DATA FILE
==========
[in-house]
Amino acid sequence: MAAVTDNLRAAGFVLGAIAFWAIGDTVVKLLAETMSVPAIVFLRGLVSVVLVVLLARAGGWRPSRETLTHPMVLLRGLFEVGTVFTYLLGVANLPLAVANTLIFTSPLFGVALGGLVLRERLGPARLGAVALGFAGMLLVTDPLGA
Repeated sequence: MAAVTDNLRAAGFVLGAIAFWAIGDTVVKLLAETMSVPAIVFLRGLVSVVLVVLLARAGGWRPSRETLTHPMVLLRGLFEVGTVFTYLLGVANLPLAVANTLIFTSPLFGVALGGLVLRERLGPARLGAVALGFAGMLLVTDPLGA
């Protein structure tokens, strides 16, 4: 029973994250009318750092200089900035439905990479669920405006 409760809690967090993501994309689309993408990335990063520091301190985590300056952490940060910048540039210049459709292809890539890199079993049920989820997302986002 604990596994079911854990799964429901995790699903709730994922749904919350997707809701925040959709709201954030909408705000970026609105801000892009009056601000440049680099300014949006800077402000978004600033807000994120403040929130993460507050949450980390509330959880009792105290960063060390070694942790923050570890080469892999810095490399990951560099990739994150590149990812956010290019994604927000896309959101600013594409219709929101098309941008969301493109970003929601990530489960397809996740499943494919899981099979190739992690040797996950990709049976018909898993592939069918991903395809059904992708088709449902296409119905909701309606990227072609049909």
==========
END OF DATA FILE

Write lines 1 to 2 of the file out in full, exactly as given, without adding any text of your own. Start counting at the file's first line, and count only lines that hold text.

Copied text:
[in-house]
Amino acid sequence: MAAVTDNLRAAGFVLGAIAFWAIGDTVVKLLAETMSVPAIVFLRGLVSVVLVVLLARAGGWRPSRETLTHPMVLLRGLFEVGTVFTYLLGVANLPLAVANTLIFTSPLFGVALGGLVLRERLGPARLGAVALGFAGMLLVTDPLGA